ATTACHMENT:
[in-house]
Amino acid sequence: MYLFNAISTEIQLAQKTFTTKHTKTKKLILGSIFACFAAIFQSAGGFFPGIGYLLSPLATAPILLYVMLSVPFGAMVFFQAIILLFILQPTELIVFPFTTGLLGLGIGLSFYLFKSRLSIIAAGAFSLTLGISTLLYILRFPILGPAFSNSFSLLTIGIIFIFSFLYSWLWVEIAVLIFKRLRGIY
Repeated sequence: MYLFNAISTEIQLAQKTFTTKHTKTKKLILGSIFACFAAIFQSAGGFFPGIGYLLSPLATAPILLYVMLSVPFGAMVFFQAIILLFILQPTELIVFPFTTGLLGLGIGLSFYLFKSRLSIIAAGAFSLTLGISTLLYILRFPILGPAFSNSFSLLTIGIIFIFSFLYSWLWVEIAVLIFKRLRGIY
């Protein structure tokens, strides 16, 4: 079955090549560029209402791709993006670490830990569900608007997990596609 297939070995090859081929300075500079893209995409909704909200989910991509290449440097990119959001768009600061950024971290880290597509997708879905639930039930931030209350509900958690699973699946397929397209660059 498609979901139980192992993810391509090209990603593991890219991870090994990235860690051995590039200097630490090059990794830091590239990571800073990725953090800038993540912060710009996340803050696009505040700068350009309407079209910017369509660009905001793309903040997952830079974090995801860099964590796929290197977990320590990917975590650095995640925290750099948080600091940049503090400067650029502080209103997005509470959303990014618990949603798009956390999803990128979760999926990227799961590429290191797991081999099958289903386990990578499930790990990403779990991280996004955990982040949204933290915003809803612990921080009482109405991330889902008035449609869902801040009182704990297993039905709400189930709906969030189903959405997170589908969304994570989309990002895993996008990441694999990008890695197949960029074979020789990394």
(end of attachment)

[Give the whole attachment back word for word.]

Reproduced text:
[in-house]
Amino acid sequence: MYLFNAISTEIQLAQKTFTTKHTKTKKLILGSIFACFAAIFQSAGGFFPGIGYLLSPLATAPILLYVMLSVPFGAMVFFQAIILLFILQPTELIVFPFTTGLLGLGIGLSFYLFKSRLSIIAAGAFSLTLGISTLLYILRFPILGPAFSNSFSLLTIGIIFIFSFLYSWLWVEIAVLIFKRLRGIY
Repeated sequence: MYLFNAISTEIQLAQKTFTTKHTKTKKLILGSIFACFAAIFQSAGGFFPGIGYLLSPLATAPILLYVMLSVPFGAMVFFQAIILLFILQPTELIVFPFTTGLLGLGIGLSFYLFKSRLSIIAAGAFSLTLGISTLLYILRFPILGPAFSNSFSLLTIGIIFIFSFLYSWLWVEIAVLIFKRLRGIY
């Protein structure tokens, strides 16, 4: 079955090549560029209402791709993006670490830990569900608007997990596609 297939070995090859081929300075500079893209995409909704909200989910991509290449440097990119959001768009600061950024971290880290597509997708879905639930039930931030209350509900958690699973699946397929397209660059 498609979901139980192992993810391509090209990603593991890219991870090994990235860690051995590039200097630490090059990794830091590239990571800073990725953090800038993540912060710009996340803050696009505040700068350009309407079209910017369509660009905001793309903040997952830079974090995801860099964590796929290197977990320590990917975590650095995640925290750099948080600091940049503090400067650029502080209103997005509470959303990014618990949603798009956390999803990128979760999926990227799961590429290191797991081999099958289903386990990578499930790990990403779990991280996004955990982040949204933290915003809803612990921080009482109405991330889902008035449609869902801040009182704990297993039905709400189930709906969030189903959405997170589908969304994570989309990002895993996008990441694999990008890695197949960029074979020789990394």